Controversial Issues in Computer – aided Surgical Planning for Craniomaxillofacial Surgery
With the new computer simulation technology, we are able to create three- dimensional (3D) models of the face that incorporate accurate renditions of the teeth, the skeleton, and the soft tissues. Moreover, these models can be oriented to a certain reference head orientation, that is, the natural head position (NHP). From this, one may infer that the value of the physical examination in the clinical decision – making process will become irrelevant, but in our experience, this is far from true. Although these models can capture the anatomy in great detail, they are static and only present the status of the tissues at the time when the image was captured. The physical examination still provides us with extremely valuable dynamic information that cannot be obtained from any other source. To illustrate this, we will discuss several pitfalls that can be encounter by relying only on static images.
The first example is a patient with significant mandibular laterognathia (lateral chin deviation; Figure 10.1 A). On assessing the alignment of the maxillary dental midline, we have discovered that, in some of these patients, the relationship of the maxillary dental midline to the upper lip varies depending on the mediolateral position of the chin.
During the physical examination, we first measure the transverse alignment of the maxillary dental midline to the middle of the upper lip while the patient is in a centric relationship. In this position, the maxillary dental midline seems to be deviated opposite to chin deviation (Figure 10.1 B). We then measure the same alignment after we have asked the patient to move his chin to the midline, simulating correction of the mandibular asymmetry. In this position, the maxillary dental midline is no longer deviated (Figure 10.1C).
What is happening here is that the lateral displacement of the mandible is producing a deformation of the upper lip by dragging it to the side of the chin deviation. When the chin is moved to the midline, the upper lip regains its normal shape. The pitfall here is that if this dynamic deformation is not taken into account, the surgeon will “correct” a maxillary dental midline deviation that is nonexistent. Obviously, this will create an unwanted outcome. Therefore, we recommend that the decision to correct a maxillary midline deviation should be based on physical examination rather than on study images.
Another example of a possible pitfall of simply relying on static images is assessment of the amount of maxillary incisal show. The amount of incisal show varies with the patient’ s position. It tends to decrease when the patient changes position from supine to sitting, and to standing (Figure 10.2).
The measurement of the incisal show on an acquired static image is important, in particular the uncertainty of the functional state of the lips. Ideally, the upper and lower lips should be in repose during the measurement. However, the functional state of the lips is questionable unless the surgeon is present during the scanning. Strained lips will produce an inaccurate determination of the incisal show. In addition, the computed tomography (CT) and cone beam CT (CBCT) images are usually acquired when the patient is biting in occlusion. Therefore, it is best to determine this parameter clinically during the physical examination rather than relying on the computer images.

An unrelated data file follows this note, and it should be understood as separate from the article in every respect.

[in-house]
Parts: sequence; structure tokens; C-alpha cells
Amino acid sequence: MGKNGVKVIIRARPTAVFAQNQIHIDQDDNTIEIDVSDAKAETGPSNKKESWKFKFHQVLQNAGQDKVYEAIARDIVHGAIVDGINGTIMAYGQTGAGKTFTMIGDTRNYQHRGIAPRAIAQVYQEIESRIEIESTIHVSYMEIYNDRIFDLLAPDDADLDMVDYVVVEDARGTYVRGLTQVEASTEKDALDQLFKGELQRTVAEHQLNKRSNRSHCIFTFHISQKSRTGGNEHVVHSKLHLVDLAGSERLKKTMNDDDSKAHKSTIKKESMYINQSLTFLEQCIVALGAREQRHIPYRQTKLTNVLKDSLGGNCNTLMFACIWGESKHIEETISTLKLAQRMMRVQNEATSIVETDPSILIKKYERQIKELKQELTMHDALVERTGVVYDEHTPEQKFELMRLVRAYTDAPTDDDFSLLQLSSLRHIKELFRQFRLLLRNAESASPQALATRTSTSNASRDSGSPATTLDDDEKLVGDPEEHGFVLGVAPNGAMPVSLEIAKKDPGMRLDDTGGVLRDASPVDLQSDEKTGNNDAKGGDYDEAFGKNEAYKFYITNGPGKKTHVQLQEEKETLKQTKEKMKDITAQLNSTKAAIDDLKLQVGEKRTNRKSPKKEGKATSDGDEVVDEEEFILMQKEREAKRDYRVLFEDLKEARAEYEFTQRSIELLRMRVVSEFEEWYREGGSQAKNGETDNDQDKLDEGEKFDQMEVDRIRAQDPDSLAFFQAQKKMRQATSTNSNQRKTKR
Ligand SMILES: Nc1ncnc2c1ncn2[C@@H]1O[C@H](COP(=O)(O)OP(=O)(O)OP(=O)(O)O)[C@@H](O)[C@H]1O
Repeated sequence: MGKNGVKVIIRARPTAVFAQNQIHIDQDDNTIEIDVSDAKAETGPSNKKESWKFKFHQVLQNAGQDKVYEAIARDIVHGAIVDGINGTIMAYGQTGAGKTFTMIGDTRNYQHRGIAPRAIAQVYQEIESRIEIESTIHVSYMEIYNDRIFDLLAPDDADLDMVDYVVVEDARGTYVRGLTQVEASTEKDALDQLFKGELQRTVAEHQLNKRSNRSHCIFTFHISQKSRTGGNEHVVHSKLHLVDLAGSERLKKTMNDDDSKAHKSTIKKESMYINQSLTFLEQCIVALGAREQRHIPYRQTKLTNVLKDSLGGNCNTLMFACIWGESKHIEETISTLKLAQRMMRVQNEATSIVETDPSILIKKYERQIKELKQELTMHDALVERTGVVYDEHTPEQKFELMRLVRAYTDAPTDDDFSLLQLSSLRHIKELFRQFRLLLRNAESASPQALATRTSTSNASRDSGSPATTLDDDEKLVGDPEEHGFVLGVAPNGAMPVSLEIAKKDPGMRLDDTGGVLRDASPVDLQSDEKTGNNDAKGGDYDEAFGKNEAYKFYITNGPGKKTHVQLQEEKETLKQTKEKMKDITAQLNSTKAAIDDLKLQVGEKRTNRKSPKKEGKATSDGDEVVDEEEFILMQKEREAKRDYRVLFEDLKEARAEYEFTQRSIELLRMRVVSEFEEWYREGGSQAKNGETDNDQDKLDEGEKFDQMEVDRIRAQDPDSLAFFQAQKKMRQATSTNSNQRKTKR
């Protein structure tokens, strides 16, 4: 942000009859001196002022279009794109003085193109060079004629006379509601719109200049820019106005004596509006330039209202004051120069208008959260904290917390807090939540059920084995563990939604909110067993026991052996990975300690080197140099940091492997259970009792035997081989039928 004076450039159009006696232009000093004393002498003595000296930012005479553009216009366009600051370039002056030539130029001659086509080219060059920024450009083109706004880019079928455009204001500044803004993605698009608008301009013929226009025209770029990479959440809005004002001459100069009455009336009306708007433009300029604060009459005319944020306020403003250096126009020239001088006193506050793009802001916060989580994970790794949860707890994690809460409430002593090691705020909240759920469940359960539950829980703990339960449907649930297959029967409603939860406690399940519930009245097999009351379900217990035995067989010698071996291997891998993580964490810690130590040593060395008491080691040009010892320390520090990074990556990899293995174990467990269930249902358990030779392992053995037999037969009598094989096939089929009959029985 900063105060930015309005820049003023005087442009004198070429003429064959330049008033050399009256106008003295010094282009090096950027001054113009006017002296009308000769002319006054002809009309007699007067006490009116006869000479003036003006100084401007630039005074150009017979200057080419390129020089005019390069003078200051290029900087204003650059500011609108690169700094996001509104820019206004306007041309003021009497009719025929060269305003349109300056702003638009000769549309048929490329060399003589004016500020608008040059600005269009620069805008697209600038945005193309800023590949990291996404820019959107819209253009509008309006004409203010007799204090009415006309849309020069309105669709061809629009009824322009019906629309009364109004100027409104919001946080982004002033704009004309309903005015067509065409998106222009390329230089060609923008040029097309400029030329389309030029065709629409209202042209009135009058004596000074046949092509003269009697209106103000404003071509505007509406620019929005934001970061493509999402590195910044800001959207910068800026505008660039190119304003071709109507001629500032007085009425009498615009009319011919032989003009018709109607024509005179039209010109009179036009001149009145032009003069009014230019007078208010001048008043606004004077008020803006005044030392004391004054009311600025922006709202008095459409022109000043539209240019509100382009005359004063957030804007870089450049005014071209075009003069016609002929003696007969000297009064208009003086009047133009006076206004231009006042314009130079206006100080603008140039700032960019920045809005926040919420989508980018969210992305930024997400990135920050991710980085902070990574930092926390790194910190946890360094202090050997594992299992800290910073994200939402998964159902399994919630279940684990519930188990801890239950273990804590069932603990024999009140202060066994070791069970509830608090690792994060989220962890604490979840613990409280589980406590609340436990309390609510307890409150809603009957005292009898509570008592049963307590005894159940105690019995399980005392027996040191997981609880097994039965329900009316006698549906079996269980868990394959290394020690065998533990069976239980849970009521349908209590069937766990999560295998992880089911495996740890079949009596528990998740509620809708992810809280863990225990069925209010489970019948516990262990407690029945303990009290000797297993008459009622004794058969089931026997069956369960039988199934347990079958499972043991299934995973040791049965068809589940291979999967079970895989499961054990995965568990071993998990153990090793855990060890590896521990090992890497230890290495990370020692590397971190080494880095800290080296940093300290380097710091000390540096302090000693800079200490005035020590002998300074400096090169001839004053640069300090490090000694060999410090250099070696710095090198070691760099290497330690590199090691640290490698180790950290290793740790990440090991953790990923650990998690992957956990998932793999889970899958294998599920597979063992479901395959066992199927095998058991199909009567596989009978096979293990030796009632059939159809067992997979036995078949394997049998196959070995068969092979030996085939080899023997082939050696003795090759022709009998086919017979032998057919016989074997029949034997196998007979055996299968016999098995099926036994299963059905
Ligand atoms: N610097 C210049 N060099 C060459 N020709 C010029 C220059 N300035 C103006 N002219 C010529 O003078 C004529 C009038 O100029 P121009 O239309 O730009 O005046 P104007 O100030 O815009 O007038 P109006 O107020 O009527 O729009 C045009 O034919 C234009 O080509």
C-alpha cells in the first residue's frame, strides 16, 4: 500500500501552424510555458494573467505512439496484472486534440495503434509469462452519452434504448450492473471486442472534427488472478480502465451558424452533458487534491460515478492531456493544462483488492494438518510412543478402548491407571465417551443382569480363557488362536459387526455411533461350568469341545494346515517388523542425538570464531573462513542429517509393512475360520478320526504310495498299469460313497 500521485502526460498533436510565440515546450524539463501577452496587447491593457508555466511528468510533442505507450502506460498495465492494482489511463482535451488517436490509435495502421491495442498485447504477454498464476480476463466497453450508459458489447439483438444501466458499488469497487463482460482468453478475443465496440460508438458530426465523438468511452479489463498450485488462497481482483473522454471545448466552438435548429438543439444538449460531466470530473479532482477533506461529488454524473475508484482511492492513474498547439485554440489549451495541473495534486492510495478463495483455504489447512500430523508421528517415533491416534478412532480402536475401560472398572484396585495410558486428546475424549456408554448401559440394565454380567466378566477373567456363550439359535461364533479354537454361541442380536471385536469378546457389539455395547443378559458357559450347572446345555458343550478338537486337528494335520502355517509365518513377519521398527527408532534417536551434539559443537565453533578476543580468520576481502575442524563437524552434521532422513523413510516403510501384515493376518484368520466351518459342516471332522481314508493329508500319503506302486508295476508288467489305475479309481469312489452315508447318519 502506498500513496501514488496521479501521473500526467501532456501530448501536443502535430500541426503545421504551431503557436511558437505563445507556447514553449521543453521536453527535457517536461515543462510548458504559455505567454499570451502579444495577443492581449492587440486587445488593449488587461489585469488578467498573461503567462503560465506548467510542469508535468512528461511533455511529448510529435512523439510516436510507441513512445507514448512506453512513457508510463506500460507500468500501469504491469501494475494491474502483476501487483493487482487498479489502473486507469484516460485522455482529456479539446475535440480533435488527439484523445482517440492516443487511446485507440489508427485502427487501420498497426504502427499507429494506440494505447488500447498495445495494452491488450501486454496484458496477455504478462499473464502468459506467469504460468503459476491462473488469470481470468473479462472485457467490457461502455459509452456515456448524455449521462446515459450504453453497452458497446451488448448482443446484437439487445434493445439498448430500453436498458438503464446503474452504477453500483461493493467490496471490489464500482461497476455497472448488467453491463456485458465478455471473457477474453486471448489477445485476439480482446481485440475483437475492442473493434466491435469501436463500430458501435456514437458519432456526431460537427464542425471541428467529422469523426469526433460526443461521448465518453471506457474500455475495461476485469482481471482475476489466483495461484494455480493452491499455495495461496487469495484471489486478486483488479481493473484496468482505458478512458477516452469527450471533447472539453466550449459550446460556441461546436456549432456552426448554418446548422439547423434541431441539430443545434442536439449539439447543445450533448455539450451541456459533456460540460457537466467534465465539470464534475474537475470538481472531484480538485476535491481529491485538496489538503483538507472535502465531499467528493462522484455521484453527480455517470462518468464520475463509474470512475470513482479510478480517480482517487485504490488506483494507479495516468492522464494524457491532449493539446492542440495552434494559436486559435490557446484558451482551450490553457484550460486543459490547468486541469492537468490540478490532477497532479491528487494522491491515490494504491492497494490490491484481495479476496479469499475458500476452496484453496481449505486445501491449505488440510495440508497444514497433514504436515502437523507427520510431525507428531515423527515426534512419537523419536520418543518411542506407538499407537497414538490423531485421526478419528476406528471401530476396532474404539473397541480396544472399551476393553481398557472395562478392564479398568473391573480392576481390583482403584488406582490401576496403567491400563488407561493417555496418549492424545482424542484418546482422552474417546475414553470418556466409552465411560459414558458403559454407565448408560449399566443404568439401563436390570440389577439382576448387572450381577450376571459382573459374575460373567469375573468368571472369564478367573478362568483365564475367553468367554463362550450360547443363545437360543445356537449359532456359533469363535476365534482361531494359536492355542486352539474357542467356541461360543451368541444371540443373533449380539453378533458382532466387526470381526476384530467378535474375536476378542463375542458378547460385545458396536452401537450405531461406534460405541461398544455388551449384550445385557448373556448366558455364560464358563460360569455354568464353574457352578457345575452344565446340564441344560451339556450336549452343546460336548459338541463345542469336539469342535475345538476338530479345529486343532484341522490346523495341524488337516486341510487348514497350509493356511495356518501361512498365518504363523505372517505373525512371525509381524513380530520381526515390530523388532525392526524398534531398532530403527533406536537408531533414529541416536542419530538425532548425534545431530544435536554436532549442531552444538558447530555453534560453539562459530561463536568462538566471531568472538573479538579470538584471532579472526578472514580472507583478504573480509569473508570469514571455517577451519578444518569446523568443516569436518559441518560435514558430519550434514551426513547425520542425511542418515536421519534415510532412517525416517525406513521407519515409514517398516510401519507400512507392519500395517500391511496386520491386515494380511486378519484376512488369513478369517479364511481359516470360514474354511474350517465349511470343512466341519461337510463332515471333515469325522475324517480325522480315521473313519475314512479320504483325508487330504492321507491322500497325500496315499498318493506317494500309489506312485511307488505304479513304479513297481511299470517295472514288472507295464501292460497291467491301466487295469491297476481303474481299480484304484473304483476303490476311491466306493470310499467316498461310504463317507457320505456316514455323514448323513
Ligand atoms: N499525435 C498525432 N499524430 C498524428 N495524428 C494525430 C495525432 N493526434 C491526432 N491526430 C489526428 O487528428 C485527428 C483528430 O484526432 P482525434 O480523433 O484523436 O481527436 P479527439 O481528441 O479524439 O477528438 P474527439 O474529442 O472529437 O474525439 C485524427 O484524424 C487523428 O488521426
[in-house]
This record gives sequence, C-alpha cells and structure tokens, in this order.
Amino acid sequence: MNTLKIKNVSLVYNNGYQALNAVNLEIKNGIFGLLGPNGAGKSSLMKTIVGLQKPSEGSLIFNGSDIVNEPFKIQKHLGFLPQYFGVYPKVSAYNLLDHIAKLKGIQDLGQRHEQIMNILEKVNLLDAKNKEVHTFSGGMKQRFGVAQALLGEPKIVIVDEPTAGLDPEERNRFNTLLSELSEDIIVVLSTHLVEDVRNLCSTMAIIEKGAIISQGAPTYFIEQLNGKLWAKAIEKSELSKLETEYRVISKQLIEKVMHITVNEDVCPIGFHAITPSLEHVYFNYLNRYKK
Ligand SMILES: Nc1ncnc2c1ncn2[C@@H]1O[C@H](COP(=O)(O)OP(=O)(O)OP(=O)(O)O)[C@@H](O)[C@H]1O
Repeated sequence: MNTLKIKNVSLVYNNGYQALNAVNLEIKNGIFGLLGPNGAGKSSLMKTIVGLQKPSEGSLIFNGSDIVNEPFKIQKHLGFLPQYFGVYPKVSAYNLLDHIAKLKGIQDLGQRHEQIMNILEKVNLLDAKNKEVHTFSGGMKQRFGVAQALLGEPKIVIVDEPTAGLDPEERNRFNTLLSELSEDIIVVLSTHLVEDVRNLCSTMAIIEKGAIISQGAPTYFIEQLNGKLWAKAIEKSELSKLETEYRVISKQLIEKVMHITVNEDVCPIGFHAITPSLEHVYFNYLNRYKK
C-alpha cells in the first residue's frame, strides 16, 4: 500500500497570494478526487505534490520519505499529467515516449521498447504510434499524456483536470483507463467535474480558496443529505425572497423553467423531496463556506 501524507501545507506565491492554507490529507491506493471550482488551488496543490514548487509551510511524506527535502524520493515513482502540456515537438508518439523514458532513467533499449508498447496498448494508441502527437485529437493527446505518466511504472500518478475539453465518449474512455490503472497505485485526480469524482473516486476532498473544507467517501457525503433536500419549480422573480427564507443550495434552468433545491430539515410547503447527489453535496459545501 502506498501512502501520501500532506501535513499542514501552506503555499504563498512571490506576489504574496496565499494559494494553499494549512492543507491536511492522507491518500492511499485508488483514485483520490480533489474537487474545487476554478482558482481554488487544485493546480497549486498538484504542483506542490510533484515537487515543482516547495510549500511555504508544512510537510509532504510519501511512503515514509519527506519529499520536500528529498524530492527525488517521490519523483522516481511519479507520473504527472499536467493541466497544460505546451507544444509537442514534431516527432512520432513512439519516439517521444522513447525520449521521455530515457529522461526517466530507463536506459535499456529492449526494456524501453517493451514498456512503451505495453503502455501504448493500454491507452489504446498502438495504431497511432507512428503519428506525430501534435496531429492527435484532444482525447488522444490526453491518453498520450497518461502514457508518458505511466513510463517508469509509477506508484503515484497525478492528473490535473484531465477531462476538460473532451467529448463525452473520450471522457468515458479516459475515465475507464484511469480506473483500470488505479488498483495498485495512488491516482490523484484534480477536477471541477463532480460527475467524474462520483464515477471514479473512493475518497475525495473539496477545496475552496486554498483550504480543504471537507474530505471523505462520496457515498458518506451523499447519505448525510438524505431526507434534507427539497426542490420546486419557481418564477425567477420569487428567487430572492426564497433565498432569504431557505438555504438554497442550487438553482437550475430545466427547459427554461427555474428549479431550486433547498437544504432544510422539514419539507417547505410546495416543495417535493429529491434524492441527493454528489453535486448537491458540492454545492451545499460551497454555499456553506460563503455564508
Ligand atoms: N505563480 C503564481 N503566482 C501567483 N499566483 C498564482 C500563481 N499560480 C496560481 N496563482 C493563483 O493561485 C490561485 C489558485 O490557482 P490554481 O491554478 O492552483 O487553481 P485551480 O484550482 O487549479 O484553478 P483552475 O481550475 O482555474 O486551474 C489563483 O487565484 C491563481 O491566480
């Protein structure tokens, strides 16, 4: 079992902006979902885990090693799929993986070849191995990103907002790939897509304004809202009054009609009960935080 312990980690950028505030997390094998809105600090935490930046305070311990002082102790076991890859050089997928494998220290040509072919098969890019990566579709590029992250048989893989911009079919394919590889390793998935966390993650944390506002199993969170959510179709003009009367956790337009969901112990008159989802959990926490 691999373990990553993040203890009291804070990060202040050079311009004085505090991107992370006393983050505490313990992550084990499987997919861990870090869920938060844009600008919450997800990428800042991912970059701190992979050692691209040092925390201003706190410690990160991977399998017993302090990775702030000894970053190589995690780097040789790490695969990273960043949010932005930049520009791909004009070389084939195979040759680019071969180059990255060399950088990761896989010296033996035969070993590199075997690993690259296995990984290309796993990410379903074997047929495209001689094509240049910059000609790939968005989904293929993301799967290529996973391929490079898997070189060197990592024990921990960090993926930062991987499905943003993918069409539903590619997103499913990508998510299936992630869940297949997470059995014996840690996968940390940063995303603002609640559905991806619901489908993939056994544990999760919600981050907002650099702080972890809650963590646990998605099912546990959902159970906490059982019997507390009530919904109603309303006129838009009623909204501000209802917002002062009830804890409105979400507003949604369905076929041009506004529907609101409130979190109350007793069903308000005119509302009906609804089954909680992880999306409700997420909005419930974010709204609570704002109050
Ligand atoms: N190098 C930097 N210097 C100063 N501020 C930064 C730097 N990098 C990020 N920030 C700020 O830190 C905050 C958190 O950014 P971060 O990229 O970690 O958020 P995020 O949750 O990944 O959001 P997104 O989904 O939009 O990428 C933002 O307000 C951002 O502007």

During the physical examination, this parameter should be measured with the patient standing in front of the surgeon. The decision of how much to change the amount of incisal show should not be based solely on the amount of show at rest. Other important issues should also be taken into account as well. These include the amount of gingival show during smiling, the presence of delayed passive eruption, and the presence of attrition. Finally, clinical measurements of the occlusal cant, degree of dystopia, and ear position also serve to verify that the composite skull model is correctly oriented in the 3D coordinate system.
An important prerequisite for accurate planning is to orientate the 3D composite skull model to a reference position. In two- dimensional (2D) cephalometry, the reference planes are usually the Frankfort horizontal plane and sella – nasion plane. However, many patients with craniomaxillofacial deformities have significant asymmetries of the upper face and skull base, and common intracranial cephalometric landmarks and planes often cannot be used to orient the composite skull model. The use of the NHP obviates the need for intracranial landmarks and provides a reproducible reference framework.
Currently, there is still debate over how to record the NHP and transfer it to the 3D model. The simplest method is to “eyeball” the 3D model in the computer and orient it to a balanced position based on the physician’ s best estimate. Although it is not the patient’ s true NHP, it may work if the craniofacial structures are symmetric. However, when the upper face and skull base have significant asymmetry, this method is more an art than a science. It is the authors’ opinion that NHP should be recorded directly when the patient is in NHP.
Can the NHP be recorded during CT scanning? If a medical CT scanner is used, the patient />